Title

Parallel Fluctuations of EPSP Amplitude and Rise Time with Latency at Single Ia-Fiber-Motoneuron Connections in the Cat

Document Type

Article

Publication Date

3-1982

Abstract

1. Membrane potential was recorded intracellularly from motoneurons in the lumbosacral spinal cord in cats. Single sweeps triggered by impulses in a single Ia-fiber projecting to the impaled motoneuron were digitized at 20-µs resolution and stored on magnetic tape.

2. Analysis of many of these records confirmed that the latency of excitatory postsynaptic potentials (EPSPs) produced by activity in single Ia-fibers fluctuates from trial to trial. Distributions of EPSP latency differed at each Ia-motoneuron combination with regard to their variance, although all were unimodal.

3. A uniform finding was that the EPSPs evoked with short latencies from the Ia trigger pulse are larger in peak amplitude than those with longer latency. EPSP amplitudes decrease monotonically as latency increases throughout the range of latencies.

4. EPSP rise time also decreases steadily as latency increases. EPSP half-width tends to decrease with latency, but not as consistently as rise time.

5. Voltage fluctuations unrelated to the trigger, i.e., noise, did contribute to our measurements of variability in EPSP parameters. However, analyses designed to estimate this contribution suggest that the spike-triggered EPSPs vary significantly beyond what can be ascribed to noise.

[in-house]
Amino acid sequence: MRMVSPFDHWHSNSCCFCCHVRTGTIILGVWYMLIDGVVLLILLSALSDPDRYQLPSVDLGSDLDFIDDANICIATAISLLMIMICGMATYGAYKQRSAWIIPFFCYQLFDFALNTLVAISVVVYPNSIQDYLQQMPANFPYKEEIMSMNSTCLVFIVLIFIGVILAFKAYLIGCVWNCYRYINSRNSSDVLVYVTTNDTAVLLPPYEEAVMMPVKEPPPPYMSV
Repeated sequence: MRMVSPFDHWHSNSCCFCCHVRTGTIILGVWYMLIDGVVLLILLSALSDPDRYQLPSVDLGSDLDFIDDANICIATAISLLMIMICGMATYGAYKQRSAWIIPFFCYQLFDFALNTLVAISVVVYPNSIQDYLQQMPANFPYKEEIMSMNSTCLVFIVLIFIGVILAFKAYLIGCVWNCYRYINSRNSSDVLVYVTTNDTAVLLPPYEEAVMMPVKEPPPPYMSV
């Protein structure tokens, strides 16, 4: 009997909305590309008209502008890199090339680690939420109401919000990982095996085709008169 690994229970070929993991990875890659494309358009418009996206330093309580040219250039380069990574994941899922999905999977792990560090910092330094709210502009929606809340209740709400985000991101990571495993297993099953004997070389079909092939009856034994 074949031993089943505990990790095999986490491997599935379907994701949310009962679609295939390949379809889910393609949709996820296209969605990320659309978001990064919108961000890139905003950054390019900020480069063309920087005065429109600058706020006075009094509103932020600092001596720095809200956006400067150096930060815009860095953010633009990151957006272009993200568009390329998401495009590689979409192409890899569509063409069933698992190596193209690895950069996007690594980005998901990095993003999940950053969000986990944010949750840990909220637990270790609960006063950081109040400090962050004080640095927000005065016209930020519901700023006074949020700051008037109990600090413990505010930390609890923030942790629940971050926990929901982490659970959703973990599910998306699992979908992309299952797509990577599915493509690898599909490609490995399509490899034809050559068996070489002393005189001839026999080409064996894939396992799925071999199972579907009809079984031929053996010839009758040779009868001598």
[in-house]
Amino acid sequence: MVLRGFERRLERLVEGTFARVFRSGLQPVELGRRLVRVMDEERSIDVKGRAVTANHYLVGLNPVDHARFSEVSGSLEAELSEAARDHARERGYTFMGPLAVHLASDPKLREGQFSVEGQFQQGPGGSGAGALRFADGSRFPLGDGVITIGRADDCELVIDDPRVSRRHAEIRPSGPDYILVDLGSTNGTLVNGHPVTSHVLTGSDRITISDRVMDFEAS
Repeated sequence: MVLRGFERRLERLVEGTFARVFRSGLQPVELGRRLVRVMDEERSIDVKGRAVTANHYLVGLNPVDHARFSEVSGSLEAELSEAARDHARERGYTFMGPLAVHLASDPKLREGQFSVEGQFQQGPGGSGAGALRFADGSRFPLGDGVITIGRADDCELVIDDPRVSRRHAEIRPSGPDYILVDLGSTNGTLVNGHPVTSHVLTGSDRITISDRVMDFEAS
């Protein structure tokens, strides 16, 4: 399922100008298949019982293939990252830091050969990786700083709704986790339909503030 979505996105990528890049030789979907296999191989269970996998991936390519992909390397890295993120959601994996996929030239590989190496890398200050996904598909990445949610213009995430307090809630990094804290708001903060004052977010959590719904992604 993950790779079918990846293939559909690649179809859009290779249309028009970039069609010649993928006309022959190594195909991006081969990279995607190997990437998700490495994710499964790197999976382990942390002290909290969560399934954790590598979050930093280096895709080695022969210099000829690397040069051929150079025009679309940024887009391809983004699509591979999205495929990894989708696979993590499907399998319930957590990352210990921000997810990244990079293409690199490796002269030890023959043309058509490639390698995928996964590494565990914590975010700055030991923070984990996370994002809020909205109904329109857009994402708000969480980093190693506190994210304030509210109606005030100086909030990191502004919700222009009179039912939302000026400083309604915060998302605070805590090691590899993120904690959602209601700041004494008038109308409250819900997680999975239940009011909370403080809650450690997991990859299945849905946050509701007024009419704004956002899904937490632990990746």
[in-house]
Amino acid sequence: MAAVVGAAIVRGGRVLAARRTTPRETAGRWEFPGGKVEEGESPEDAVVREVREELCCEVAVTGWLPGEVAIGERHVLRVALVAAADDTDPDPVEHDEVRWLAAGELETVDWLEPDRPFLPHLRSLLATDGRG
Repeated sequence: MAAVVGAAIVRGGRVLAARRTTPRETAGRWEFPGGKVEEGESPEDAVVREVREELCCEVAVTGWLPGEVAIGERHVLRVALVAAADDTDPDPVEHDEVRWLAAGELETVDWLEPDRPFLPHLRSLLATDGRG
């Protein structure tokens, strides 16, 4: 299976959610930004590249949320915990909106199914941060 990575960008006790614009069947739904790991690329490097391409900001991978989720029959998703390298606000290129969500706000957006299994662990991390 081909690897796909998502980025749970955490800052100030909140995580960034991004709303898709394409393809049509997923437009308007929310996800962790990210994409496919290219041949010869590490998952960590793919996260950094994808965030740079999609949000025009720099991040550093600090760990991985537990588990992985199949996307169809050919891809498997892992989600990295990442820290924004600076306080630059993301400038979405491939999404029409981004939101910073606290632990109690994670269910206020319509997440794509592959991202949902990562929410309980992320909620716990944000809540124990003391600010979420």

6. None of the fluctuations in amplitude, latency, and rise time was correlated with the instantaneous rate of discharge of the Ia-fiber (3-40 pulses/s).

7. These fluctuations could not be related to variability in postsynaptic parameters, e.g., membrane potential, time constant, or locus of synaptic activation.

8. These data are most consistent with the view that the origin of fluctuations in these EPSP parameters is presynaptic. Our evidence supports the conclusion that fluctuations result from the stochastic nature of transmitter release rather than from variability in axonal conduction or bouton invasion.